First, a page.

Austin Harris English III Honors An Occurrence at Owl Creek Bridge Questions 3 April 2013 Making Meanings 1. The story An Occurrence at Owl Creek Bridge ends abruptly. After eloquently depicting the gentlemen Peyton Farquhar’s escape to freedom, one would believe that the man did escape through a sort of miracle and was lucky enough to be in the arms of his wife again. The story is cut short when the reader learns that the man did not escape and that he was merely day dreaming. The technique that Ambrose Bierce used to construct the story, keeps the reader on their toes. One may feel a little cheated when the story rapidly changes to horror and they are literally left hanging in disbelief of their readings. 2. The third part of An Occurrence at Owl Creek Bridge is told in third person omniscient. The author chose to tell the story in this way so that the immense feelings and details of Farquhar’s mind proved to still be exuberant, yet the overall finale of the story could still be told in a shocking way. 3. Ambrose Bierce persuades readers to feel more sympathetic for the confederate side of the war. The soldier who came to Farquhar’s home in the night deceived Farquhar for the advantage of the union military. The solider was a federal scout. The scout’s words is the factor that sets Farquhar up for death. Because of this detail, and the further depiction of war in the story, readers sway to be more sympathetic on the innocence of Farquhar and his side of the war.
The story An Occurrence at Owl Creek Bridge helps describe the psychology of a person in a life of or death scenario. At the point at which someone believes they are going to die, they focus on what matters most to them in their lives. For Farquhar, that would include his wife and children. He desperately imagines an escape from his doom. He is so engulfed in the thoughts of his imagination that he truly believes it is occurring, until he ultimately is cursed with the death he knew was coming. Ambrose Bierce depicts the psychology very accurately of one who can wish anything in the word but not to bed dead.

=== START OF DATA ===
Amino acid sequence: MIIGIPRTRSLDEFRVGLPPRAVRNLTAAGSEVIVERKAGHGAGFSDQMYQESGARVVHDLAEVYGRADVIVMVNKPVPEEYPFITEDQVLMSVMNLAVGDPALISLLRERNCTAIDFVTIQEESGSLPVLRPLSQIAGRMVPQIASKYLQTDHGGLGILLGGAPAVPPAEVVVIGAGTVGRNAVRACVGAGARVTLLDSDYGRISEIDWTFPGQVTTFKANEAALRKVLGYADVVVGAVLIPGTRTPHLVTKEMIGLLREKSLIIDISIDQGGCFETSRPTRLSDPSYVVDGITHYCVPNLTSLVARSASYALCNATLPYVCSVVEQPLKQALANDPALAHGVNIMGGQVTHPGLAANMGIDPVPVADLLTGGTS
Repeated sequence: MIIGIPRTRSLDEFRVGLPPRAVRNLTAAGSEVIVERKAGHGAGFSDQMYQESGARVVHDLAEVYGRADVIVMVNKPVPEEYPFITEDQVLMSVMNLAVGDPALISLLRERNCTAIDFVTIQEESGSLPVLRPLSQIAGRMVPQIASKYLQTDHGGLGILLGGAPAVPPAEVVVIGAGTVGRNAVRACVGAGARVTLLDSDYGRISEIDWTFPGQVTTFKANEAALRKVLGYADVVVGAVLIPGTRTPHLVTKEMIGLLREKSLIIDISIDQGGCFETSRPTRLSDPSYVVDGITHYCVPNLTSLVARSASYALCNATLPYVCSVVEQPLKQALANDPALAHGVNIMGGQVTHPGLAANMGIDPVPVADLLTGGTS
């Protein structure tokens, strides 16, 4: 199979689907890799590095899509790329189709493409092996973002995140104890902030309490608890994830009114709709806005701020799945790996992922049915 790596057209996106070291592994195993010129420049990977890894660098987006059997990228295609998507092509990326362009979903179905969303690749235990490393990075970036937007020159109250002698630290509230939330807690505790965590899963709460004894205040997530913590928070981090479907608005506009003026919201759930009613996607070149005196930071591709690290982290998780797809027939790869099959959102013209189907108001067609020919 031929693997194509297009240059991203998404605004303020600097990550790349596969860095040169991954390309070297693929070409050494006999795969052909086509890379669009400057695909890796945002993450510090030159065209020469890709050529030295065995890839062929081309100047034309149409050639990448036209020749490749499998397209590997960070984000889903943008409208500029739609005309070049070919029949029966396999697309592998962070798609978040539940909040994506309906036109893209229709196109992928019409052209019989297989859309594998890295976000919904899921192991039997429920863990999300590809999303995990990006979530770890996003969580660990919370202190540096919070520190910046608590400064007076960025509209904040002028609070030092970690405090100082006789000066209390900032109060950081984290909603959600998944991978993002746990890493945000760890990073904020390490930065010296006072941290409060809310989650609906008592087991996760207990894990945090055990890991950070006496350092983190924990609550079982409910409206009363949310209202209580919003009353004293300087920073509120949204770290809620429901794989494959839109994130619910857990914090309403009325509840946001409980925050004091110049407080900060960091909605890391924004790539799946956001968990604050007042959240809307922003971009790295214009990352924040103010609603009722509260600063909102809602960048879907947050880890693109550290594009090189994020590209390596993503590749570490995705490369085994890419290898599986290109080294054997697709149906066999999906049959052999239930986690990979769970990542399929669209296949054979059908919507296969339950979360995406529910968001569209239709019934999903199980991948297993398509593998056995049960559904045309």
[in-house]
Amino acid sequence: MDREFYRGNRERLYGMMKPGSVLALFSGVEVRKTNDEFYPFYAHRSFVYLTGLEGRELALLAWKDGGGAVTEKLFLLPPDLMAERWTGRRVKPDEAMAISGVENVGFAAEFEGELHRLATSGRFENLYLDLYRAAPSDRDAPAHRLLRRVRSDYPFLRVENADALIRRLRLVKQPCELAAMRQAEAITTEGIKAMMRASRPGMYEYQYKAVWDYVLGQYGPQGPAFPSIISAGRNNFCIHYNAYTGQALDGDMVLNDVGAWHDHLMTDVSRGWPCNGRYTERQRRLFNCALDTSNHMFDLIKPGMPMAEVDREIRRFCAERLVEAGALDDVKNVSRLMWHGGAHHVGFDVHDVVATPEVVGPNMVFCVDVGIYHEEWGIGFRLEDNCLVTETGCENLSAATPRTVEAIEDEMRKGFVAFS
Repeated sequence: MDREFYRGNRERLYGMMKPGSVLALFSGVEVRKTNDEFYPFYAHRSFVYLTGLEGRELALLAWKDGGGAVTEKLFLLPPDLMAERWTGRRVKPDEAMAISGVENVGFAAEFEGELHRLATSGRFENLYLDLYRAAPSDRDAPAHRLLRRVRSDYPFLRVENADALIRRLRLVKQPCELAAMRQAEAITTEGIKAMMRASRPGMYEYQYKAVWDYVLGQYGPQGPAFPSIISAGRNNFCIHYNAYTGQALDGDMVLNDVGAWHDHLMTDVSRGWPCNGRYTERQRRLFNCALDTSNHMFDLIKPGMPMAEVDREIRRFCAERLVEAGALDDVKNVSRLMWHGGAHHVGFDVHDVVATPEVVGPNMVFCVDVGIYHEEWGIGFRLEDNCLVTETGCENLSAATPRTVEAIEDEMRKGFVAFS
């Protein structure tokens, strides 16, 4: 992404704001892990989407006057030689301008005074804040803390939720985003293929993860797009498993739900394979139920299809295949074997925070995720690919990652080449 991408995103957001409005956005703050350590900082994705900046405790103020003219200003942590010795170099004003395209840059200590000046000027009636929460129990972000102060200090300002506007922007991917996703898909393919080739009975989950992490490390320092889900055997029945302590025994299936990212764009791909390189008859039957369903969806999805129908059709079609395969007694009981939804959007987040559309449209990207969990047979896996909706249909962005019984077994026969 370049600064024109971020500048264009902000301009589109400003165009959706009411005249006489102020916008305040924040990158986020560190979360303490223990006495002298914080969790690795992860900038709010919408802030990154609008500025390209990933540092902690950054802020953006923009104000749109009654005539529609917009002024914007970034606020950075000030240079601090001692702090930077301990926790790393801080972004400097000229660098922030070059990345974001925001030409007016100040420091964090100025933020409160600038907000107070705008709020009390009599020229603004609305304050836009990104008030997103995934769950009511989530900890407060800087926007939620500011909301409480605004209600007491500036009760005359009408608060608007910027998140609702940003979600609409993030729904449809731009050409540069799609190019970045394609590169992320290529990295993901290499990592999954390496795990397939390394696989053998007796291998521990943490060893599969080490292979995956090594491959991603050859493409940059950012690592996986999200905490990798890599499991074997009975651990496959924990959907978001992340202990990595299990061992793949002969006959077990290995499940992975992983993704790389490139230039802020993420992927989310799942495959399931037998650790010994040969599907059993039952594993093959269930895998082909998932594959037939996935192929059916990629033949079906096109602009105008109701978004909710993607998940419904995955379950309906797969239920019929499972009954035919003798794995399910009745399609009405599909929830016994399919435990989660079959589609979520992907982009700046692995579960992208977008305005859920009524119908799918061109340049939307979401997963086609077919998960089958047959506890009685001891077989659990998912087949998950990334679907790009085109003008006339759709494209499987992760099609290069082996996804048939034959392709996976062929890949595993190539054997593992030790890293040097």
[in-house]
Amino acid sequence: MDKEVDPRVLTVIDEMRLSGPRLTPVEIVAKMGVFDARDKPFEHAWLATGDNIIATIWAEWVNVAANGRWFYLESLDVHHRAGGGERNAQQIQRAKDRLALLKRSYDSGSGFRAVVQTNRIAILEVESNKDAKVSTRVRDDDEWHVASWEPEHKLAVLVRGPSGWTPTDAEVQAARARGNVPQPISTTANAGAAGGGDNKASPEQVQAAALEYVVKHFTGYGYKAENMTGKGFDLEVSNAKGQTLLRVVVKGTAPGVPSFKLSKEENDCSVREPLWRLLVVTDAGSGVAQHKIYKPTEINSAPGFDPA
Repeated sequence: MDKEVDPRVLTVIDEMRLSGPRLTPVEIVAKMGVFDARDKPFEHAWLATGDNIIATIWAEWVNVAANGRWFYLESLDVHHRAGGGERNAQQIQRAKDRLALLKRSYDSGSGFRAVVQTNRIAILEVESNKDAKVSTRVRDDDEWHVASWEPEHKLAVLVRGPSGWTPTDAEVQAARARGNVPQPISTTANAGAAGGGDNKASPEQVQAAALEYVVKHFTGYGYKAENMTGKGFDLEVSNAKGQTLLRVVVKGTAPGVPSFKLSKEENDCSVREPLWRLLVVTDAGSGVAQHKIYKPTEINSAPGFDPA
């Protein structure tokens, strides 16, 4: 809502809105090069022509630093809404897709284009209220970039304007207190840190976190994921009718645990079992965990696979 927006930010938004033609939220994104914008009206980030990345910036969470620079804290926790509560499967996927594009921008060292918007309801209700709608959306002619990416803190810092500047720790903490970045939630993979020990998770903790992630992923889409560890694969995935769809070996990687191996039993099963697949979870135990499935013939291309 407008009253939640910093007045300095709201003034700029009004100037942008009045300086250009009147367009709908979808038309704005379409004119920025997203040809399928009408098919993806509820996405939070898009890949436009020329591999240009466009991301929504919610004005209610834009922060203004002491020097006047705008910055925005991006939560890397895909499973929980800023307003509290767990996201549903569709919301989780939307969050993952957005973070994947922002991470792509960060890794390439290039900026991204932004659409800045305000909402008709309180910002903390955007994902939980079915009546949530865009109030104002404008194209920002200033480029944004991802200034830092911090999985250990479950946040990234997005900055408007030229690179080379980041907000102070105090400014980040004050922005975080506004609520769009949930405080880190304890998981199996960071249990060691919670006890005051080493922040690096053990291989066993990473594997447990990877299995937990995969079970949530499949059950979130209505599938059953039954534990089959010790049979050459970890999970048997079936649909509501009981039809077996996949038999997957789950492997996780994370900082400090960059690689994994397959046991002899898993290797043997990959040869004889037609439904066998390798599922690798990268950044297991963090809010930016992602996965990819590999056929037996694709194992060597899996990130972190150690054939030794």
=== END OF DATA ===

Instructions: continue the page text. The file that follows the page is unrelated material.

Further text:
Although Bierce’s story focuses in depth on the psychology of the human being, bits of human nature are also woven into the text. It is human nature to believe something unreal, if the thing you believe in is better than reality. Furthermore, humans sense of survival and their emotions will always lead them to not only believe they can do something, but try to accomplish it as well. Reading Check
A. In part I of An Occurrence at Owl Creek Bridge, Ambrose Bierce describes Farquhar to be getting readied by sentinels to be hung, his ultimate doom. The section ends with a guard stepping off the other end of the platform that held Farquhar up. At this point, one would assume Farquhar dies. B. Part II of the story gives a brief telling of how Farquhar’s life was lived, and how he inevitably came to the position he stood that day. It starts off depicting Farquhar as a well-todo southern planter in Alabama. He seized every opportunity to help his military out as